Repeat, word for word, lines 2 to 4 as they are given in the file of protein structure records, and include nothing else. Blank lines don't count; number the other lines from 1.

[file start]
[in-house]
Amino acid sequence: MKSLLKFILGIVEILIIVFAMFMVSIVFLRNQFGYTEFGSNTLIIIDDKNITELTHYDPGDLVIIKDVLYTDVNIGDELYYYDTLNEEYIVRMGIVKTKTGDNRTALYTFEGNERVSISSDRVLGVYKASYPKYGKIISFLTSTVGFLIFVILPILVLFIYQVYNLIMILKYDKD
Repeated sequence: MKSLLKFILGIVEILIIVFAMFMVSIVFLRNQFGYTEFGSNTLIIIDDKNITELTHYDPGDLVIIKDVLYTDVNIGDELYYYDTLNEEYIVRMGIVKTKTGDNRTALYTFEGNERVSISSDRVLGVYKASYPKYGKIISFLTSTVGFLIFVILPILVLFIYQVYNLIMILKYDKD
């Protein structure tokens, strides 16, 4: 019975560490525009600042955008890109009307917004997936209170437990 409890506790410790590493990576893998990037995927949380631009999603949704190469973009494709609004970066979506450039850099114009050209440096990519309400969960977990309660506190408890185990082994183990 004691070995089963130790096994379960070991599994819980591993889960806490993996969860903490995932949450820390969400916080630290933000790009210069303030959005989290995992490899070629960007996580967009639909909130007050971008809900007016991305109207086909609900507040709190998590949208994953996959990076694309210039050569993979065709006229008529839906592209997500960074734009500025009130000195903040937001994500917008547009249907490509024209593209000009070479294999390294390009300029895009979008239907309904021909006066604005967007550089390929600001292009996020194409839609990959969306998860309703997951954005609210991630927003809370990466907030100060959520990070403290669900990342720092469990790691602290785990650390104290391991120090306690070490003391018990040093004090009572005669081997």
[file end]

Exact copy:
Amino acid sequence: MKSLLKFILGIVEILIIVFAMFMVSIVFLRNQFGYTEFGSNTLIIIDDKNITELTHYDPGDLVIIKDVLYTDVNIGDELYYYDTLNEEYIVRMGIVKTKTGDNRTALYTFEGNERVSISSDRVLGVYKASYPKYGKIISFLTSTVGFLIFVILPILVLFIYQVYNLIMILKYDKD
Repeated sequence: MKSLLKFILGIVEILIIVFAMFMVSIVFLRNQFGYTEFGSNTLIIIDDKNITELTHYDPGDLVIIKDVLYTDVNIGDELYYYDTLNEEYIVRMGIVKTKTGDNRTALYTFEGNERVSISSDRVLGVYKASYPKYGKIISFLTSTVGFLIFVILPILVLFIYQVYNLIMILKYDKD
């Protein structure tokens, strides 16, 4: 019975560490525009600042955008890109009307917004997936209170437990 409890506790410790590493990576893998990037995927949380631009999603949704190469973009494709609004970066979506450039850099114009050209440096990519309400969960977990309660506190408890185990082994183990 004691070995089963130790096994379960070991599994819980591993889960806490993996969860903490995932949450820390969400916080630290933000790009210069303030959005989290995992490899070629960007996580967009639909909130007050971008809900007016991305109207086909609900507040709190998590949208994953996959990076694309210039050569993979065709006229008529839906592209997500960074734009500025009130000195903040937001994500917008547009249907490509024209593209000009070479294999390294390009300029895009979008239907309904021909006066604005967007550089390929600001292009996020194409839609990959969306998860309703997951954005609210991630927003809370990466907030100060959520990070403290669900990342720092469990790691602290785990650390104290391991120090306690070490003391018990040093004090009572005669081997």